Today is both New Year’s Day and the Solemnity of Mary, the Holy Mother of God. Associated with the former observance is the secular tradition of making resolutions – targets for self-improvement of various kinds, to be achieved throughout the course of the following year. This (as with most things secular) has its roots in earlier traditions – the Romans made promises to Janus (after whom January is named) at the beginning of each year, and Medieval knights renewed their vows of chivalry at the same time. The element that could perhaps be said to be most unique to our modern, secular practice is the almost total focus on self-oriented goals: improvement of the health, happiness or general conduct of the individual is paramount.
It is a truism that the vast majority of such resolutions made are only acted upon for a short period of time, and this also perhaps reflects the superficial, selfish nature of the practice itself. When resolutions to change are made solely for the purposes of my desires, well, when those desires alter, the resolutions tend to go out of the window. Unless our decisions to change are rooted in a wider context or greater purpose, they will not last (and this goes for religious commitments too, which must be sincere or will likewise perish or fade away, as Our Lord pointed out in the Parable of the Sower – c.f.; Mark 4:1-20). Framing our interests in terms of our immediate desires and of purely individual wants inevitably leads either to an intensification of the ego or of a return to entrapment in the web of fleeting and competing claims of the world.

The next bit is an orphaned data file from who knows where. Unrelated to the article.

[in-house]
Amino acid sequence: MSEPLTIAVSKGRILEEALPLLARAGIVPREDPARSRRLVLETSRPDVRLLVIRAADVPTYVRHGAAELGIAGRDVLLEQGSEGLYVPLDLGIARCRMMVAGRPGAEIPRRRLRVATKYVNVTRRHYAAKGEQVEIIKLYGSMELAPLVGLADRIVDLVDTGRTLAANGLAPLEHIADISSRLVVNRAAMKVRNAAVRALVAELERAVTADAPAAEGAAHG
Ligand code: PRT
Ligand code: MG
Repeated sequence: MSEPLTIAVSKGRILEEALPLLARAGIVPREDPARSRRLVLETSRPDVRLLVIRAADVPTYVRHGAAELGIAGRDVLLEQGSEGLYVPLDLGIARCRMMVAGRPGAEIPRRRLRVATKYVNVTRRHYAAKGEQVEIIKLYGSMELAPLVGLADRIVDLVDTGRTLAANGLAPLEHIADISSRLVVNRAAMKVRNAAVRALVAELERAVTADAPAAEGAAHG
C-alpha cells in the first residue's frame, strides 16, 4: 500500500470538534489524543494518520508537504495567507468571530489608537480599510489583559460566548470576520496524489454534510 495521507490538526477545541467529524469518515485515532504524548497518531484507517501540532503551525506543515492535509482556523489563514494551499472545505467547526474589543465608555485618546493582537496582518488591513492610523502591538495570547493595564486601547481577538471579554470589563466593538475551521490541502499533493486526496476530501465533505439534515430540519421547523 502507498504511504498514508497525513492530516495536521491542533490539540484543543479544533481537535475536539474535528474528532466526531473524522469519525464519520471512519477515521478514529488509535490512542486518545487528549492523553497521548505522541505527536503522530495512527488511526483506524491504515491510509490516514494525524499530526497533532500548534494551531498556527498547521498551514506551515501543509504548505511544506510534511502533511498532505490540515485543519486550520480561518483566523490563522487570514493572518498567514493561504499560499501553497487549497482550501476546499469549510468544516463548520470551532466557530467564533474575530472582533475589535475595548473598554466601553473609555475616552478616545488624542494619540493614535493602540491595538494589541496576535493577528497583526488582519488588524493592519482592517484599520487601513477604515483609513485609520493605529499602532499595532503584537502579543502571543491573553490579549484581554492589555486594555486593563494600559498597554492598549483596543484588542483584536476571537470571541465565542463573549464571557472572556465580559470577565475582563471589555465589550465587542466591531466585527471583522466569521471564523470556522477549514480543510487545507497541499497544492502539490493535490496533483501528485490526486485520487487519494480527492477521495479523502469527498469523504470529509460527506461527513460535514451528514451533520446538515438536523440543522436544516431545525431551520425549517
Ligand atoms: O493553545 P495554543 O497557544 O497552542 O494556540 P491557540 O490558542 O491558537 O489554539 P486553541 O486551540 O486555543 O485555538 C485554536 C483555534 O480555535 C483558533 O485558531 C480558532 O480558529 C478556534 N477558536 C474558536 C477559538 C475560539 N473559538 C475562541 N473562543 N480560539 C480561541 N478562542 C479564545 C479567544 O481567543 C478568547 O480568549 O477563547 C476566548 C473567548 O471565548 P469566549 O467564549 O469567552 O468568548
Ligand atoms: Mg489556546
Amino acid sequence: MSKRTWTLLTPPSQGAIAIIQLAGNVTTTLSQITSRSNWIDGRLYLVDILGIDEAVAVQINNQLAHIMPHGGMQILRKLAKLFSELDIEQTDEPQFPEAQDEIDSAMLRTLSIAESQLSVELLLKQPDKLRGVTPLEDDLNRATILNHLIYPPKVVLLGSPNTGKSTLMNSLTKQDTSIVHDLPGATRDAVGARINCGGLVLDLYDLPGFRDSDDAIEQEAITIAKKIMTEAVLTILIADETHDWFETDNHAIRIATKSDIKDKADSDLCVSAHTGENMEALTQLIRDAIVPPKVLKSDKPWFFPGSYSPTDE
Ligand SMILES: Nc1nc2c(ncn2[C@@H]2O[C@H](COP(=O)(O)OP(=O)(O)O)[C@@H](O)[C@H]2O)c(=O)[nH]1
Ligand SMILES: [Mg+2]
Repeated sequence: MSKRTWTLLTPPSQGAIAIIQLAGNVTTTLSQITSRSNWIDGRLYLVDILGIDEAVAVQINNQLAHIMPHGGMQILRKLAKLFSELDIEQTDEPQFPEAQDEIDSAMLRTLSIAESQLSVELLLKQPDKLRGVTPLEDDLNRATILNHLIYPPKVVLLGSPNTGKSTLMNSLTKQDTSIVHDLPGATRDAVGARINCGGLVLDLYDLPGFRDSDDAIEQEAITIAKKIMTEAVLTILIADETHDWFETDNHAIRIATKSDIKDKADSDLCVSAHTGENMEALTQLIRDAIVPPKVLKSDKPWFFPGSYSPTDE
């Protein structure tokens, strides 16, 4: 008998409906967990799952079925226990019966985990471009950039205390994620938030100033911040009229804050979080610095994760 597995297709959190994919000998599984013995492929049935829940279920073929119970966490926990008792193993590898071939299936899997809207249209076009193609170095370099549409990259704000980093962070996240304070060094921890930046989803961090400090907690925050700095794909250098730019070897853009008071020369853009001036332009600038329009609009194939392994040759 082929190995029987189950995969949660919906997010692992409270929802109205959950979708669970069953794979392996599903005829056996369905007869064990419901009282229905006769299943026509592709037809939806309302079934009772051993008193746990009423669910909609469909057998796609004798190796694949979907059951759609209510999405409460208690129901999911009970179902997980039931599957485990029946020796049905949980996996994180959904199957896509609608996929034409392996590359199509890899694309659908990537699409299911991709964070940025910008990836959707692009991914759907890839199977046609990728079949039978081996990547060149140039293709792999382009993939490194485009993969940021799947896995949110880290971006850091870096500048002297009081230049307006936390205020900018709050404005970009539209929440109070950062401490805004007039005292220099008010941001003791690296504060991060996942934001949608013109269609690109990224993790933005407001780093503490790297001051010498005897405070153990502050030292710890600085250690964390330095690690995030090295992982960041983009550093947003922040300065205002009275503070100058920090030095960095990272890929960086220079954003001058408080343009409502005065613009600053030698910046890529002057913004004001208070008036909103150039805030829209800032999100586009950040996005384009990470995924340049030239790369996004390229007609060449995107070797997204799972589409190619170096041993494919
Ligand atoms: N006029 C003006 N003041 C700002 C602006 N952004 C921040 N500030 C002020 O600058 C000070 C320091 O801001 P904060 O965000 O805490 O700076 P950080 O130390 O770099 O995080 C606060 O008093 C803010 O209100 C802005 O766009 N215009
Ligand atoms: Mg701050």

Let us compare all this to the life of Our Blessed Mother, Mary. We know little of that life from Scripture, but what has been preserved there (and illuminated by Sacred Tradition) is charged with significance and tells us much about her character. The first time we meet Our Lady is in the infancy narratives, where we read that in response to the great and fearful news delivered by the Angel Gabriel, she replied ‘Behold, I am the handmaid of the Lord; let it be done to me according to your word’ (Luke 1:38), and this despite being ‘greatly troubled’ (v.29) at what he had to say. Later, as Our Lord began His ministry and then performed His first miracle, she told the servants at Cana (and all who have read these words since) to ‘do whatever he tells you’ (John 2:6).
At another time during His ministry, when a woman in the crowd told Our Lord that the womb that bore Him was blessed, he replied ‘blessed rather are those who hear the word of God and keep it!’ (Luke 11:28). This episode, like that of the Marriage at Cana, where Our Lord replied to Our Lady’s request to show His power with the enigmatic ‘O woman, what have you to do with me? My hour has not yet come’ (John 2:4)*, is often thought to be an example of Mary’s being belittled or ignored by her Son. However, the Church has long held these to refer, as do the other examples given above, to the humble way in which Our Blessed Mother submitted to the Word of God. She is blessed amongst all created beings because she was honoured to bear the Word within her; but she was so honoured because of her faith, humility and purity of heart.